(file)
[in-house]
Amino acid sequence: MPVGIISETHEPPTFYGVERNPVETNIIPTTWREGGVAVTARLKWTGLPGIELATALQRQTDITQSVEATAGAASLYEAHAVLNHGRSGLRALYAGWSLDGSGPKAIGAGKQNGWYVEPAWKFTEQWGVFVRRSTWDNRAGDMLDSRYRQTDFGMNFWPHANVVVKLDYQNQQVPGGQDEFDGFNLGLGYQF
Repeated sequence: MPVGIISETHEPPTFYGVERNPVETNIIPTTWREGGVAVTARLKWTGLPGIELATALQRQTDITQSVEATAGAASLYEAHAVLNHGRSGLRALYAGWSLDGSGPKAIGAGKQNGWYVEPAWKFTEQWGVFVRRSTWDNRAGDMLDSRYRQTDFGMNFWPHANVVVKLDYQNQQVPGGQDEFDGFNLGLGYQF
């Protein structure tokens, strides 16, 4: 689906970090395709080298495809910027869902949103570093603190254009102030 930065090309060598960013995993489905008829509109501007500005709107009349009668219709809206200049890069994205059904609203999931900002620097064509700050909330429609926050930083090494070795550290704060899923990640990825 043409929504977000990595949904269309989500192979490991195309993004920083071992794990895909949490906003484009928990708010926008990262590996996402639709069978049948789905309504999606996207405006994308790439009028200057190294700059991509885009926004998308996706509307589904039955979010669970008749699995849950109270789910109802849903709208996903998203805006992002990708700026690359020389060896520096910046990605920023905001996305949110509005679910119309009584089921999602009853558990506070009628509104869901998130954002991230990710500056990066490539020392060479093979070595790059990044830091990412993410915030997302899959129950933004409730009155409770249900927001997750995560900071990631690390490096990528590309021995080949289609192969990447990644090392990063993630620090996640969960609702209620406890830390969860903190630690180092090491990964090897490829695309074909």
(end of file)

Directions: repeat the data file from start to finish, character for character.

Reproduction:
[in-house]
Amino acid sequence: MPVGIISETHEPPTFYGVERNPVETNIIPTTWREGGVAVTARLKWTGLPGIELATALQRQTDITQSVEATAGAASLYEAHAVLNHGRSGLRALYAGWSLDGSGPKAIGAGKQNGWYVEPAWKFTEQWGVFVRRSTWDNRAGDMLDSRYRQTDFGMNFWPHANVVVKLDYQNQQVPGGQDEFDGFNLGLGYQF
Repeated sequence: MPVGIISETHEPPTFYGVERNPVETNIIPTTWREGGVAVTARLKWTGLPGIELATALQRQTDITQSVEATAGAASLYEAHAVLNHGRSGLRALYAGWSLDGSGPKAIGAGKQNGWYVEPAWKFTEQWGVFVRRSTWDNRAGDMLDSRYRQTDFGMNFWPHANVVVKLDYQNQQVPGGQDEFDGFNLGLGYQF
């Protein structure tokens, strides 16, 4: 689906970090395709080298495809910027869902949103570093603190254009102030 930065090309060598960013995993489905008829509109501007500005709107009349009668219709809206200049890069994205059904609203999931900002620097064509700050909330429609926050930083090494070795550290704060899923990640990825 043409929504977000990595949904269309989500192979490991195309993004920083071992794990895909949490906003484009928990708010926008990262590996996402639709069978049948789905309504999606996207405006994308790439009028200057190294700059991509885009926004998308996706509307589904039955979010669970008749699995849950109270789910109802849903709208996903998203805006992002990708700026690359020389060896520096910046990605920023905001996305949110509005679910119309009584089921999602009853558990506070009628509104869901998130954002991230990710500056990066490539020392060479093979070595790059990044830091990412993410915030997302899959129950933004409730009155409770249900927001997750995560900071990631690390490096990528590309021995080949289609192969990447990644090392990063993630620090996640969960609702209620406890830390969860903190630690180092090491990964090897490829695309074909």